Sorting out your company’s owners’ exit strategy is one the most important considerations when forming an LLC. It may sound odd, but deciding how to get out of your small business in the beginning will save you and your business partners time and money down the road. When it comes to LLCs, one of the primary benefits is flexibility when drafting the operating agreement. This can be especially important when deciding on exit strategies, restrictions, and procedures for your small business. Today’s post highlights some of the more common exit provisions in an LLC operating agreement.
Buy sell provisions detail what will happen when a member of the LLC decides to leave the business, dies, or is otherwise unable to continue to participate as an owner of the LLC. One of the most common arrangements is the “right of first refusal.” This type of provision allows a member to sell its interest in the LLC to an outsider as long as the interest is first offered to the existing members of the LLC. If the remaining members choose not to purchase the interest, then the sale may proceed according to the terms of the operating agreement.
Common Ways for Members to Exit the Business:
Members of an LLC should specifically address the treatment of a member who decides to exit the company, or voluntarily departs. Are the members required to work for the company for a period of time before receiving their ownership interest? Another important consideration is whether you will include noncompete clauses in the operating agreement. A noncompete clause can protect your business against a departing member directly competing with your business.
It’s also important to include a process for valuing the departing member’s interest in the LLC. Deciding on a valuation method upfront can help avoid unnecessary hurdles later on. It is often easier to come to an agreement about the valuation method when forming the company rather than in the heat of the moment when a member decides to exit the business. The operating agreement should also include provisions that detail how a member can resign from the LLC—is member approval required?—and the process for the financial payout for the resigning member’s interest—will it be paid over time or in one lump sum payment?
Death or Disability
The operating agreement should include provisions that address the dissociation of a member by death or disability. The agreement often provides that this event triggers a buy-out of that member’s interest. To make clear how the buy-out will occur, the operating agreement should include details on the valuation method and payout structure. By planning for such an event, your small business can increase the likelihood of a timely resolution of a member’s death or disability.
Removing a Member
The operating agreement should address what happens when there is a serious breach of a member’s obligations to the company. Members may provide for automatic removal of a member if certain events occur that will inevitably harm the business. Members may also choose to allow for removal if a majority (or a specified percentage) of the members vote to expel a member. In the case of expulsion, the operating agreement should provide clear terms for the financial payout to the member that is removed, which is often at a significantly discounted price.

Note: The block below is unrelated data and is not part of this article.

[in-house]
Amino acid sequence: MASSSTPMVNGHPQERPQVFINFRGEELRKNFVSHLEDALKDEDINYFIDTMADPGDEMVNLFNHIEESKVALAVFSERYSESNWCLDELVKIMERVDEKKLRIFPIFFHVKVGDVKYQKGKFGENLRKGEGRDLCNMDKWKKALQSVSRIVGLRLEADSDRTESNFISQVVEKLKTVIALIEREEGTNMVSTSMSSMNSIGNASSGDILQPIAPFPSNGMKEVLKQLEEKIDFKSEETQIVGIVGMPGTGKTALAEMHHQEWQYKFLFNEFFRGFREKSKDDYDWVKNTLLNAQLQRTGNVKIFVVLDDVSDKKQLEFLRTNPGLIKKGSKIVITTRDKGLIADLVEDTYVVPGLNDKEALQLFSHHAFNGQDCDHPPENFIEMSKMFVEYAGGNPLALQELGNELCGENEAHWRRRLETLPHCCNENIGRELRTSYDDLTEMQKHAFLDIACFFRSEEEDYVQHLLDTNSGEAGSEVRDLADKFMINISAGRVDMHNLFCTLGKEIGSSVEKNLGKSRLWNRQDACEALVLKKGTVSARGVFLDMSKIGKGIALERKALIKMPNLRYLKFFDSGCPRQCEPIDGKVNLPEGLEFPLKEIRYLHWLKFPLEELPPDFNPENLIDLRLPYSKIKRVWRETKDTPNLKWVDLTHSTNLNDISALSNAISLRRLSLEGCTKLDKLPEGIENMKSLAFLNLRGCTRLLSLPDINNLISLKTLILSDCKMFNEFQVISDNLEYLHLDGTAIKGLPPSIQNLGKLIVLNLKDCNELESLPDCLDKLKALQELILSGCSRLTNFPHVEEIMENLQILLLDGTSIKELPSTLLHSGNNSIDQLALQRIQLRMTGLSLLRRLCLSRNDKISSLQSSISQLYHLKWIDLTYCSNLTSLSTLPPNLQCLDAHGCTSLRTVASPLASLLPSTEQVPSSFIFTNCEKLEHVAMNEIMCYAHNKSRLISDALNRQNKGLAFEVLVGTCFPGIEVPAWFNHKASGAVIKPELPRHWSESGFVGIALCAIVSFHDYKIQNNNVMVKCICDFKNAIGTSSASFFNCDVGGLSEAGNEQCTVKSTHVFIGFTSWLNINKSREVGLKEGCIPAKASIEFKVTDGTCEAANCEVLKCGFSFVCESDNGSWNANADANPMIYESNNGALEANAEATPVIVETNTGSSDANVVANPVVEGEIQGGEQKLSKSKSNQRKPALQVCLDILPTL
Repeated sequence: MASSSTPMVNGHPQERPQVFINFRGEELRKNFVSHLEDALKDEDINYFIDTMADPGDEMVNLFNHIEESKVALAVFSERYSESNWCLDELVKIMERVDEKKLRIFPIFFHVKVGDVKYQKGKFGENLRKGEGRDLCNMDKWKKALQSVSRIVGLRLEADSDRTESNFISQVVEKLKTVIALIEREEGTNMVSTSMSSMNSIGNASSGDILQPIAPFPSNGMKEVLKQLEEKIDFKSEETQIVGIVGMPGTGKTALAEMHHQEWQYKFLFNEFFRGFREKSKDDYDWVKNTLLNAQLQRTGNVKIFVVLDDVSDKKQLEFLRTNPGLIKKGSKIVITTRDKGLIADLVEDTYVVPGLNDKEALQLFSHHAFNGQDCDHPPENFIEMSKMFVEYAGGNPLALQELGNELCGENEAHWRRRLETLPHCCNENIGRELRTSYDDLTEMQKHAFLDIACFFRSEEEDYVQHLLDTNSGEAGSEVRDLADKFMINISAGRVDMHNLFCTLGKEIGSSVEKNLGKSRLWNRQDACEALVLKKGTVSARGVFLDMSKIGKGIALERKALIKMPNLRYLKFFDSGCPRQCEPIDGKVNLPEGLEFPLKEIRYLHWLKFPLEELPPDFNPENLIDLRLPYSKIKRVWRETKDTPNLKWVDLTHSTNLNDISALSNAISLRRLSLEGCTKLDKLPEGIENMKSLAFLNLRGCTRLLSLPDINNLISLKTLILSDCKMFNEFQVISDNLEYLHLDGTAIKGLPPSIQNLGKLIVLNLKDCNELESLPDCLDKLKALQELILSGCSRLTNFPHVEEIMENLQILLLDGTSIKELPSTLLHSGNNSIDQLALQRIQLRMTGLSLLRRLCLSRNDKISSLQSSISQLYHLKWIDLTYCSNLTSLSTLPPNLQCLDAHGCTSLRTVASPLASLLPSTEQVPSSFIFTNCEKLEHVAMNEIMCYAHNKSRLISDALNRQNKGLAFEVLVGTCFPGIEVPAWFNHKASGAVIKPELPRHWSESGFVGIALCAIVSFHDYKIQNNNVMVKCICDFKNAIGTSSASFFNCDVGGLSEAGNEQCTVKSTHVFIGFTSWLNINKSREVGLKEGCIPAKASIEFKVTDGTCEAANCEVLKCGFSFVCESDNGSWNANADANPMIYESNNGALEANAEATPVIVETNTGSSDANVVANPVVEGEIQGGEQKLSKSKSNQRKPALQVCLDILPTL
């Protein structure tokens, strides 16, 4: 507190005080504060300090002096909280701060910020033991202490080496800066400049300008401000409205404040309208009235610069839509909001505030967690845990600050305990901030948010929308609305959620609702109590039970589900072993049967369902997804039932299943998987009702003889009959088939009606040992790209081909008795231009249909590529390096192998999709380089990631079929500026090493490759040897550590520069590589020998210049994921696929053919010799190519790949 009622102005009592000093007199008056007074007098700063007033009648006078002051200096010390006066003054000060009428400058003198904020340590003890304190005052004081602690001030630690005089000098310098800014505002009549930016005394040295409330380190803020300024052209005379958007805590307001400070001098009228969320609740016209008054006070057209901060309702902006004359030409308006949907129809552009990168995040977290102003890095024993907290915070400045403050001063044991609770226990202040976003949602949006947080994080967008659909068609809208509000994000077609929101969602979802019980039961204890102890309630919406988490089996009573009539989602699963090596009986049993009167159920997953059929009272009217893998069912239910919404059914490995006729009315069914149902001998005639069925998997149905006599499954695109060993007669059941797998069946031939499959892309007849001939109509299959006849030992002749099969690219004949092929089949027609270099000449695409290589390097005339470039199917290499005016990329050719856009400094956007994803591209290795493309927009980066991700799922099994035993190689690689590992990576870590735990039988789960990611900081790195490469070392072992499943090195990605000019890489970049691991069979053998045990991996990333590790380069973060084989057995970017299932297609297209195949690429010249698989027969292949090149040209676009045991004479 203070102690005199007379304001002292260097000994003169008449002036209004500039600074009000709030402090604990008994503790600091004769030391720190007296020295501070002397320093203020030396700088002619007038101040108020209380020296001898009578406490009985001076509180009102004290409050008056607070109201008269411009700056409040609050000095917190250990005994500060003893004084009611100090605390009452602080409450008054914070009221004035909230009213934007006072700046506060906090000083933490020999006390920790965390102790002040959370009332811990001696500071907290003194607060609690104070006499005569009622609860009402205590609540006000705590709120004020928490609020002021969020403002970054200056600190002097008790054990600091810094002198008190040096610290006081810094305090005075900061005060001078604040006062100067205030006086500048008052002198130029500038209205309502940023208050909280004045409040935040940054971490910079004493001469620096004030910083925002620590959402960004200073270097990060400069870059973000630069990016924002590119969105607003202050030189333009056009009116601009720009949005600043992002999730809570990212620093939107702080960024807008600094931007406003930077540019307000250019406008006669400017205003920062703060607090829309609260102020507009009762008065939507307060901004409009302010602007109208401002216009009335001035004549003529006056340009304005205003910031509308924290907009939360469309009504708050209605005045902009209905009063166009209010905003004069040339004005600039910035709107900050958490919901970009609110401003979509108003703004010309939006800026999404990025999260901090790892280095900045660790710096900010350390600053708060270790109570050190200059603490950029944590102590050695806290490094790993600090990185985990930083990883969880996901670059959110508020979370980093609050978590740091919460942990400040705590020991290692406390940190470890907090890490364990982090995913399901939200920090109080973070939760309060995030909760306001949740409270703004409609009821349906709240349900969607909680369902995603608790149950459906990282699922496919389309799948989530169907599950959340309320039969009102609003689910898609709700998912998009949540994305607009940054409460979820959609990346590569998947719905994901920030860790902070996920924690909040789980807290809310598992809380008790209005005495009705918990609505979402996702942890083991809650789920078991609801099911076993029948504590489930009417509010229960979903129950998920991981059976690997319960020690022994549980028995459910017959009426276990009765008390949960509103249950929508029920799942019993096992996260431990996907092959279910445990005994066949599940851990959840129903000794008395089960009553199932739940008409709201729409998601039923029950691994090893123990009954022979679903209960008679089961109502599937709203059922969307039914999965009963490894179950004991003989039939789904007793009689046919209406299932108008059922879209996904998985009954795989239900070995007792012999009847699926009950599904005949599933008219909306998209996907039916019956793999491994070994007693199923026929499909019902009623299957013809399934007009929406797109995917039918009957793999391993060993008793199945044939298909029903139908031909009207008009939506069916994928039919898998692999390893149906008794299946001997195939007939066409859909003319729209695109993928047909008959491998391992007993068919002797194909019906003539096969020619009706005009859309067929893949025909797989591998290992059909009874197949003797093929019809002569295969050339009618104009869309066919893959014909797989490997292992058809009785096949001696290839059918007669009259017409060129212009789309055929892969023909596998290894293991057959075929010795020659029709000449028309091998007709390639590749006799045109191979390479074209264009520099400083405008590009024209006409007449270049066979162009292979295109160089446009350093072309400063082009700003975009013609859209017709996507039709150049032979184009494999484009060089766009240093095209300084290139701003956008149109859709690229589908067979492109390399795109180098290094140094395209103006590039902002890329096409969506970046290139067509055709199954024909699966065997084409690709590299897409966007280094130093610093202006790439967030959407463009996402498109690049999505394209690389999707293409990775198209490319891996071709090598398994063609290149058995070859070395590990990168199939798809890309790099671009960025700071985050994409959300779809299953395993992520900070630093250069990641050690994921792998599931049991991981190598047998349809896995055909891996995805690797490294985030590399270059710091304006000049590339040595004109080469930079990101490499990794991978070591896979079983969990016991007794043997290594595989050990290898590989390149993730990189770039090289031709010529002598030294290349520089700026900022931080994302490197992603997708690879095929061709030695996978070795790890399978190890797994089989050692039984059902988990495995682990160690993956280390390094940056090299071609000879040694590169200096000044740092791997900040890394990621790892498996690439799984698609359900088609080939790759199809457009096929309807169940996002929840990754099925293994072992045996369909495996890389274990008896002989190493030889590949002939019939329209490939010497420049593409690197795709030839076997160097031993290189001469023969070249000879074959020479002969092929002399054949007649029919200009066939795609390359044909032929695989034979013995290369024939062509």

Transfers of LLC Interests
Another common way to exit an LLC is to sell, or transfer, your interest in the business to another person. It’s important to include details in the LLC operating agreement that account for transfers of members’ ownership interests. Transferring a member’s ownership interest can create a number of problems for both the departing member and the remaining members of the business.
Selling members typically want to transfer as many of the management and financial rights as possible in order to collect the greatest profit. However, this generally causes a struggle because the remaining members of the LLC want to restrict management rights of the “new” member as much as possible. Most LLC statutes address this issue. For example, in Washington, a new member, or “assignee,” has no right to participate in management of the LLC unless all members approve or the LLC operating agreement provides for participation in management. Due to the potential for conflicts, it’s important to include provisions in your operating agreement that outline the procedure for transferring ownership interests. Last, the operating agreement should spell out what rights the new member will have, and what approval is required for the new member to participate in managing the company.
Dissolving the LLC
An LLC may be dissolved for a number of reasons: the LLC was formed to exist for a specified duration and that period of time is over; the last remaining member is seeking to exit the company; all members agree to dissolve the LLC; or the LLC may be judicially dissolved by the court or administratively dissolved by the Secretary of State. The LLC operating agreement should include clear details about the process for dissolution, including how the LLC will wind up its affairs—i.e. pay off its creditors and distribute its assets to the remaining owners of the company.
Exiting a company isn’t always easy. In fact, some of the messiest cases I see involve owners trying to exit a small business. And of these cases, most do not have an operating agreement or the operating agreement does not address exit strategies. Deciding on the details of how to exit your small business from the beginning will promote clarity and transparency for you and your business partners.
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